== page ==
Specialists recently released a number of surveys targeting the state of U.S. honeybees and their numbers after the winter. As a report found that this winter registered the lowest losses value in 10 years, another showed that bee colonies are still being affected by mites.
Considered the number 1 enemy of honeybees, this small parasite, the size of ticks, can carry and transmit 25 different viruses and diseases.
Among Mites, the Varroa Mite is the One Very Bad Enemy
Mites are very dangerous to bees, these pollinating insects, very much important for us all. The parasites are not the only enemies of the tiny pollinators as these also have to face weather conditions and human related problems. Nonetheless, the consensus places the varroa mite as the bee colonies’ main enemy.
The varroa mite is capable of biting all types of bees, from adult drones to worker bees, pupa, and even honeybee larvae. Through such bites, they can also transmit very many different kinds of diseases and viruses. In turn, this can come to affect and even kill whole honeybee colonies.
Mites and the varroa mite first appeared in the United States some three decades ago. Since then, they have been the underlying cause of the loss of many honeybee colonies.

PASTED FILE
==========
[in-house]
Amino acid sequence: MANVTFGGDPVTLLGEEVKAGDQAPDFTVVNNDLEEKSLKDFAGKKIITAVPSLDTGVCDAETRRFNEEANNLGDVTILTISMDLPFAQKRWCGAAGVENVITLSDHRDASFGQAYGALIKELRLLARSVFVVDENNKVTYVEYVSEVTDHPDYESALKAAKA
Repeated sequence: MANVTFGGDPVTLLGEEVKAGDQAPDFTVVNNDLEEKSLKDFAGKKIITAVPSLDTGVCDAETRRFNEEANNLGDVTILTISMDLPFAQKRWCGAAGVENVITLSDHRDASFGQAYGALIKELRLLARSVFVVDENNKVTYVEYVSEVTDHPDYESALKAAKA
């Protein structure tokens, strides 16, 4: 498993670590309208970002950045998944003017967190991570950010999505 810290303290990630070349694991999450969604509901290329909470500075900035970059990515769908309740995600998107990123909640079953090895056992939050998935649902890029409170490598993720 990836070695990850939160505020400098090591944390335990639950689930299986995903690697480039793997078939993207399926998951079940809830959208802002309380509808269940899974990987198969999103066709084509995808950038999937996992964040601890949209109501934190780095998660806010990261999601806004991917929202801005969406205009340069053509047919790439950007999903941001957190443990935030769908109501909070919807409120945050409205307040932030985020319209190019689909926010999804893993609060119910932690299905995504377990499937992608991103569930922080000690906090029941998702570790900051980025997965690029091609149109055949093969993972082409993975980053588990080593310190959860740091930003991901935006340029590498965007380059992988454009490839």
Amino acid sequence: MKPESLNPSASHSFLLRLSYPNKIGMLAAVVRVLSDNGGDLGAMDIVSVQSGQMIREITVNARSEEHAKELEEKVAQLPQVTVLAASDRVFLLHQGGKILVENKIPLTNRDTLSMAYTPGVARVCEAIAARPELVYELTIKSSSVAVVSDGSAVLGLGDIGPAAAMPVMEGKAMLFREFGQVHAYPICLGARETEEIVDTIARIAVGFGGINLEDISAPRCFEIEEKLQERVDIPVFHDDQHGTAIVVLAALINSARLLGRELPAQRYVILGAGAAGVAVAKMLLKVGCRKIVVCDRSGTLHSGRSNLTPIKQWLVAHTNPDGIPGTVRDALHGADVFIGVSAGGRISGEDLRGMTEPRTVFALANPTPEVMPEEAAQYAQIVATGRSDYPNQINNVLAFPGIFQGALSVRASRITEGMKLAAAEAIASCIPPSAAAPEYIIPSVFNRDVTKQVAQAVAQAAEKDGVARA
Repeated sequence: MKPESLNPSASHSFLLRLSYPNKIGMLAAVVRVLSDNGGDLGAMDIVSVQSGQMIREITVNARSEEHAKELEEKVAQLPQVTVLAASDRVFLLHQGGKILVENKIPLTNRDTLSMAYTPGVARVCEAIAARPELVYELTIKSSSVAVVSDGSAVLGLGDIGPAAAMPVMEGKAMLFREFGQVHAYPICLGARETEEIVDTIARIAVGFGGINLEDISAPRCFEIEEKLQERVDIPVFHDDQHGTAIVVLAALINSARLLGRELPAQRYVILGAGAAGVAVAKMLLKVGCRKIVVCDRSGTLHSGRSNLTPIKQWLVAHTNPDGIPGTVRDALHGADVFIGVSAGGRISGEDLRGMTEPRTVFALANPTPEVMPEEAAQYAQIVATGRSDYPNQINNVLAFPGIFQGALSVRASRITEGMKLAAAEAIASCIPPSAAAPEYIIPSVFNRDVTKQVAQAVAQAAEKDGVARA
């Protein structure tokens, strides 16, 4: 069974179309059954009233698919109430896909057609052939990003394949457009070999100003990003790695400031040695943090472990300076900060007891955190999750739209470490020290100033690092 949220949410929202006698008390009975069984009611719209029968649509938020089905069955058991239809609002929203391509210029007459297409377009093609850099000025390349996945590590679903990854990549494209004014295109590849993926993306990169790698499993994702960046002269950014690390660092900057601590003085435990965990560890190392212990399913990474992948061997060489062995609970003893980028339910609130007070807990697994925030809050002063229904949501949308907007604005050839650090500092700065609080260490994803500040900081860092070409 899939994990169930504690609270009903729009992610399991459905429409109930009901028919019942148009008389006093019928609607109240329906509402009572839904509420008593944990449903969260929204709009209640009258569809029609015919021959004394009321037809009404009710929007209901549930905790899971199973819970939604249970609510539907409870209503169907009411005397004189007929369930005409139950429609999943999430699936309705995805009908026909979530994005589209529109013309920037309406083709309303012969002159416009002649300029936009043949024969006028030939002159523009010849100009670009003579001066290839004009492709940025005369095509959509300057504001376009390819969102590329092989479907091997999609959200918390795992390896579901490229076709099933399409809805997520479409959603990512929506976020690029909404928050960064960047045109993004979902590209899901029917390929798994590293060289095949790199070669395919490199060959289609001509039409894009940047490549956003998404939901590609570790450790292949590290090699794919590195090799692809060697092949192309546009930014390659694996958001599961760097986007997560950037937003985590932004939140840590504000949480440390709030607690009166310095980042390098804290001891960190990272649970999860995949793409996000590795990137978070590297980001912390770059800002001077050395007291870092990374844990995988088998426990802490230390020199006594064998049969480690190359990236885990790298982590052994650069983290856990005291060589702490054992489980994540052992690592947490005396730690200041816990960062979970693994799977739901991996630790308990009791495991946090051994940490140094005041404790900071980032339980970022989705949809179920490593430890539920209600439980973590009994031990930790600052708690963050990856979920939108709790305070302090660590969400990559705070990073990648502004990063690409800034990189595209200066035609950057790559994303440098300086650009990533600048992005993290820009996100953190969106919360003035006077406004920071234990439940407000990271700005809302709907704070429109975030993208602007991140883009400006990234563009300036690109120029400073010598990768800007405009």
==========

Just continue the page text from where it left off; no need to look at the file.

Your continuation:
The Pennsylvania State Beekeepers Association is among those to release a 2017 Winter Loss Survey. This involved 831 beekeepers, which revealed a 52 percent colony loss throughout the 2016 – 2017 winter. Among the lost colonies, over a quarter of the losses were attributed to mites.
Also, they pointed out that 62 percent of the gone colonies were lost due to unknown causes, which led them to believe that such insects may also be to blame.
“Absolutely mites may have played a role. It’s agreed nationwide that varroa mites are the number one enemy for bee loss,” said Steve Repasky.
He is a beekeeper with 30 years of experience and the president of the Pennsylvania state beekeepers group.
Image Source: Wikimedia